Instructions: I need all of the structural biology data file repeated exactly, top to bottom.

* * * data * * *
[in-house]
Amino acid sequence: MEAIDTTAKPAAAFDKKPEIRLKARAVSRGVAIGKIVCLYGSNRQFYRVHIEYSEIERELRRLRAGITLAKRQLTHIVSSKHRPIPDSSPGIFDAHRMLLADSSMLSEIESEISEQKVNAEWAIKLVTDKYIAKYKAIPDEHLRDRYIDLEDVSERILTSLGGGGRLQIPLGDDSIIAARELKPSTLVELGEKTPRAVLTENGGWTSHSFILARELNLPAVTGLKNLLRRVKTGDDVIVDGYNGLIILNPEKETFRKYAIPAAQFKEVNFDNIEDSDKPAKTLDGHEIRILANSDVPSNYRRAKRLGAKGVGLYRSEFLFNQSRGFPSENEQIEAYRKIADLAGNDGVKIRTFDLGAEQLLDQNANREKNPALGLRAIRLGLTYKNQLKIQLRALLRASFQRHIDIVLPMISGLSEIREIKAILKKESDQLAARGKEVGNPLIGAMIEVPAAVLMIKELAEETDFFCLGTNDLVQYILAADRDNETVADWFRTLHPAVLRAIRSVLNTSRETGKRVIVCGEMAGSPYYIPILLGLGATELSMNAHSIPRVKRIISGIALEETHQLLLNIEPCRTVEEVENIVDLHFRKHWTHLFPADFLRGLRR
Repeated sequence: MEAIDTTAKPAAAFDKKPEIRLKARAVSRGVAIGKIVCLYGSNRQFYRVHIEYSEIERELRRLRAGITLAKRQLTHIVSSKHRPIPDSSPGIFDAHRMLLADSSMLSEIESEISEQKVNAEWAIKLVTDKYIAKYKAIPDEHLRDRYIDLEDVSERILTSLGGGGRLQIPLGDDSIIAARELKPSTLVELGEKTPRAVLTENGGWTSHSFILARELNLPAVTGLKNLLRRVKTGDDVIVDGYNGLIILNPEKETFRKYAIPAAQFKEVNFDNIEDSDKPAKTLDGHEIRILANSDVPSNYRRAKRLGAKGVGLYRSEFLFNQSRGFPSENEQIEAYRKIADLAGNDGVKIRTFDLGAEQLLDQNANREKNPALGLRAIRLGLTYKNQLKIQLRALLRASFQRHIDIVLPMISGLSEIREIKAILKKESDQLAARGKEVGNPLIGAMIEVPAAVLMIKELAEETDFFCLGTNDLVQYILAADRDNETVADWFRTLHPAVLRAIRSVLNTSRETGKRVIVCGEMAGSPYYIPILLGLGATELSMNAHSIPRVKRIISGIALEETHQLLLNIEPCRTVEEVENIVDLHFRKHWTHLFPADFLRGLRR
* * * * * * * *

[in-house]
Amino acid sequence: MEAIDTTAKPAAAFDKKPEIRLKARAVSRGVAIGKIVCLYGSNRQFYRVHIEYSEIERELRRLRAGITLAKRQLTHIVSSKHRPIPDSSPGIFDAHRMLLADSSMLSEIESEISEQKVNAEWAIKLVTDKYIAKYKAIPDEHLRDRYIDLEDVSERILTSLGGGGRLQIPLGDDSIIAARELKPSTLVELGEKTPRAVLTENGGWTSHSFILARELNLPAVTGLKNLLRRVKTGDDVIVDGYNGLIILNPEKETFRKYAIPAAQFKEVNFDNIEDSDKPAKTLDGHEIRILANSDVPSNYRRAKRLGAKGVGLYRSEFLFNQSRGFPSENEQIEAYRKIADLAGNDGVKIRTFDLGAEQLLDQNANREKNPALGLRAIRLGLTYKNQLKIQLRALLRASFQRHIDIVLPMISGLSEIREIKAILKKESDQLAARGKEVGNPLIGAMIEVPAAVLMIKELAEETDFFCLGTNDLVQYILAADRDNETVADWFRTLHPAVLRAIRSVLNTSRETGKRVIVCGEMAGSPYYIPILLGLGATELSMNAHSIPRVKRIISGIALEETHQLLLNIEPCRTVEEVENIVDLHFRKHWTHLFPADFLRGLRR
Repeated sequence: MEAIDTTAKPAAAFDKKPEIRLKARAVSRGVAIGKIVCLYGSNRQFYRVHIEYSEIERELRRLRAGITLAKRQLTHIVSSKHRPIPDSSPGIFDAHRMLLADSSMLSEIESEISEQKVNAEWAIKLVTDKYIAKYKAIPDEHLRDRYIDLEDVSERILTSLGGGGRLQIPLGDDSIIAARELKPSTLVELGEKTPRAVLTENGGWTSHSFILARELNLPAVTGLKNLLRRVKTGDDVIVDGYNGLIILNPEKETFRKYAIPAAQFKEVNFDNIEDSDKPAKTLDGHEIRILANSDVPSNYRRAKRLGAKGVGLYRSEFLFNQSRGFPSENEQIEAYRKIADLAGNDGVKIRTFDLGAEQLLDQNANREKNPALGLRAIRLGLTYKNQLKIQLRALLRASFQRHIDIVLPMISGLSEIREIKAILKKESDQLAARGKEVGNPLIGAMIEVPAAVLMIKELAEETDFFCLGTNDLVQYILAADRDNETVADWFRTLHPAVLRAIRSVLNTSRETGKRVIVCGEMAGSPYYIPILLGLGATELSMNAHSIPRVKRIISGIALEETHQLLLNIEPCRTVEEVENIVDLHFRKHWTHLFPADFLRGLRR